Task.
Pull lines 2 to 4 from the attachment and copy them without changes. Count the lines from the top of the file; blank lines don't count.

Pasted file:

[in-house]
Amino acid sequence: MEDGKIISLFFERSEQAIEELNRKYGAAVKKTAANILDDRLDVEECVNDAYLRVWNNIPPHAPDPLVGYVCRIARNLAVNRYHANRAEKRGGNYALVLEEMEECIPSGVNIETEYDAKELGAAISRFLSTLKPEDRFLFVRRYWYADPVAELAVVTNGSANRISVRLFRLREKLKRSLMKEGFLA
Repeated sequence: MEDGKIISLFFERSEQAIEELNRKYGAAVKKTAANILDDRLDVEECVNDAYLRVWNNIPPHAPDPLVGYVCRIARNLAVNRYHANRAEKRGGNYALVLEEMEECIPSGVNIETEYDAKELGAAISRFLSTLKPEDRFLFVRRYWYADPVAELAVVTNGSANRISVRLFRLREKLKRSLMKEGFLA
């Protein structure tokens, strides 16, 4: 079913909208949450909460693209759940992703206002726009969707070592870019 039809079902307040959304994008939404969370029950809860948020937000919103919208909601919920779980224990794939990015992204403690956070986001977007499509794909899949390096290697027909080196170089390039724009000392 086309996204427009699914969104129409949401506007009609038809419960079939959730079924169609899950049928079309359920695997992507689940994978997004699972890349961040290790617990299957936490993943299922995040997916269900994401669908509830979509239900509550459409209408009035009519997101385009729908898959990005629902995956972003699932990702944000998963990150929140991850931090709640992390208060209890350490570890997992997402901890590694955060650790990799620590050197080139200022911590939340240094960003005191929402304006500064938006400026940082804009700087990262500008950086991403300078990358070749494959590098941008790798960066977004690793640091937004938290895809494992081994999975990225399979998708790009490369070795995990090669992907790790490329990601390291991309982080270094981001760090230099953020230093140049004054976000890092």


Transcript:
Amino acid sequence: MEDGKIISLFFERSEQAIEELNRKYGAAVKKTAANILDDRLDVEECVNDAYLRVWNNIPPHAPDPLVGYVCRIARNLAVNRYHANRAEKRGGNYALVLEEMEECIPSGVNIETEYDAKELGAAISRFLSTLKPEDRFLFVRRYWYADPVAELAVVTNGSANRISVRLFRLREKLKRSLMKEGFLA
Repeated sequence: MEDGKIISLFFERSEQAIEELNRKYGAAVKKTAANILDDRLDVEECVNDAYLRVWNNIPPHAPDPLVGYVCRIARNLAVNRYHANRAEKRGGNYALVLEEMEECIPSGVNIETEYDAKELGAAISRFLSTLKPEDRFLFVRRYWYADPVAELAVVTNGSANRISVRLFRLREKLKRSLMKEGFLA
């Protein structure tokens, strides 16, 4: 079913909208949450909460693209759940992703206002726009969707070592870019 039809079902307040959304994008939404969370029950809860948020937000919103919208909601919920779980224990794939990015992204403690956070986001977007499509794909899949390096290697027909080196170089390039724009000392 086309996204427009699914969104129409949401506007009609038809419960079939959730079924169609899950049928079309359920695997992507689940994978997004699972890349961040290790617990299957936490993943299922995040997916269900994401669908509830979509239900509550459409209408009035009519997101385009729908898959990005629902995956972003699932990702944000998963990150929140991850931090709640992390208060209890350490570890997992997402901890590694955060650790990799620590050197080139200022911590939340240094960003005191929402304006500064938006400026940082804009700087990262500008950086991403300078990358070749494959590098941008790798960066977004690793640091937004938290895809494992081994999975990225399979998708790009490369070795995990090669992907790790490329990601390291991309982080270094981001760090230099953020230093140049004054976000890092």